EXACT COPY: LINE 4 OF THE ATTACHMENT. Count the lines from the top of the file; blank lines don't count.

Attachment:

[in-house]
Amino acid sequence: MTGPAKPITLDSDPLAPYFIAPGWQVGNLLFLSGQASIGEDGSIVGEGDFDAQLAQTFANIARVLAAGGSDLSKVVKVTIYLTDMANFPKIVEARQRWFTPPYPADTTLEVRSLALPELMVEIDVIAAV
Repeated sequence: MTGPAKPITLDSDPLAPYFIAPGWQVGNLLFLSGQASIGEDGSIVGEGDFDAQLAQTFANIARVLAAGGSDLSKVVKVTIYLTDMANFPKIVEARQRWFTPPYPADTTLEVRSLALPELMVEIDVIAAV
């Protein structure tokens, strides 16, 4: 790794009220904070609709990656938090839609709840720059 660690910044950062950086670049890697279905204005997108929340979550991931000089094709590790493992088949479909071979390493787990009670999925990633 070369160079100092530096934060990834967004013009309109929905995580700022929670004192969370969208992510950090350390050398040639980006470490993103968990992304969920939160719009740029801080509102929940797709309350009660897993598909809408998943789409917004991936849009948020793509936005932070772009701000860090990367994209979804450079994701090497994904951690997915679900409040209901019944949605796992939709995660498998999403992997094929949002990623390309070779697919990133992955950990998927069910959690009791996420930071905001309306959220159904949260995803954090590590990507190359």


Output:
């Protein structure tokens, strides 16, 4: 790794009220904070609709990656938090839609709840720059 660690910044950062950086670049890697279905204005997108929340979550991931000089094709590790493992088949479909071979390493787990009670999925990633 070369160079100092530096934060990834967004013009309109929905995580700022929670004192969370969208992510950090350390050398040639980006470490993103968990992304969920939160719009740029801080509102929940797709309350009660897993598909809408998943789409917004991936849009948020793509936005932070772009701000860090990367994209979804450079994701090497994904951690997915679900409040209901019944949605796992939709995660498998999403992997094929949002990623390309070779697919990133992955950990998927069910959690009791996420930071905001309306959220159904949260995803954090590590990507190359």